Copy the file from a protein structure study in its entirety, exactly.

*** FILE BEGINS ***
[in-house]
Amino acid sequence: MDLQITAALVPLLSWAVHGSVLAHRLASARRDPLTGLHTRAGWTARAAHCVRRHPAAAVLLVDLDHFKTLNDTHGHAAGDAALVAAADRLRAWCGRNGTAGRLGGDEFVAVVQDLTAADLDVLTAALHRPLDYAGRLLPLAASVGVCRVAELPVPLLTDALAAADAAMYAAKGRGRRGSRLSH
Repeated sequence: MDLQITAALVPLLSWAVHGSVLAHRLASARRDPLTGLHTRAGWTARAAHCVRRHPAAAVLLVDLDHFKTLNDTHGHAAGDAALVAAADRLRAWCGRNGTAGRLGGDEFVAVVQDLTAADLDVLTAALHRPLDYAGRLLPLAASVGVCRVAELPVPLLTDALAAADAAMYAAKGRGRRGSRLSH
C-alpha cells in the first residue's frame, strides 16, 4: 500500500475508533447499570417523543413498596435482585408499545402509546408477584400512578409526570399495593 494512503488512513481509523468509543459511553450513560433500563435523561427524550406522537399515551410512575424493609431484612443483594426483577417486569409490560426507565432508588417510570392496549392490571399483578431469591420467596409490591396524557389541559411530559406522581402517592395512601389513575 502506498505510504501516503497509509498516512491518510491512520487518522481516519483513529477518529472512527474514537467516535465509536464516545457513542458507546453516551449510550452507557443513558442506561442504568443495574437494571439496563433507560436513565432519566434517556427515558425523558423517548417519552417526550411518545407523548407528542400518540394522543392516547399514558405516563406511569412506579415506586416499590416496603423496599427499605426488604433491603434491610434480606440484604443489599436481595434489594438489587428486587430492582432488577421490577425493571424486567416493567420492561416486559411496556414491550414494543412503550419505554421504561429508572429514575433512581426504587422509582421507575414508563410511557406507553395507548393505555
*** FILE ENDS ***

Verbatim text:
[in-house]
Amino acid sequence: MDLQITAALVPLLSWAVHGSVLAHRLASARRDPLTGLHTRAGWTARAAHCVRRHPAAAVLLVDLDHFKTLNDTHGHAAGDAALVAAADRLRAWCGRNGTAGRLGGDEFVAVVQDLTAADLDVLTAALHRPLDYAGRLLPLAASVGVCRVAELPVPLLTDALAAADAAMYAAKGRGRRGSRLSH
Repeated sequence: MDLQITAALVPLLSWAVHGSVLAHRLASARRDPLTGLHTRAGWTARAAHCVRRHPAAAVLLVDLDHFKTLNDTHGHAAGDAALVAAADRLRAWCGRNGTAGRLGGDEFVAVVQDLTAADLDVLTAALHRPLDYAGRLLPLAASVGVCRVAELPVPLLTDALAAADAAMYAAKGRGRRGSRLSH
C-alpha cells in the first residue's frame, strides 16, 4: 500500500475508533447499570417523543413498596435482585408499545402509546408477584400512578409526570399495593 494512503488512513481509523468509543459511553450513560433500563435523561427524550406522537399515551410512575424493609431484612443483594426483577417486569409490560426507565432508588417510570392496549392490571399483578431469591420467596409490591396524557389541559411530559406522581402517592395512601389513575 502506498505510504501516503497509509498516512491518510491512520487518522481516519483513529477518529472512527474514537467516535465509536464516545457513542458507546453516551449510550452507557443513558442506561442504568443495574437494571439496563433507560436513565432519566434517556427515558425523558423517548417519552417526550411518545407523548407528542400518540394522543392516547399514558405516563406511569412506579415506586416499590416496603423496599427499605426488604433491603434491610434480606440484604443489599436481595434489594438489587428486587430492582432488577421490577425493571424486567416493567420492561416486559411496556414491550414494543412503550419505554421504561429508572429514575433512581426504587422509582421507575414508563410511557406507553395507548393505555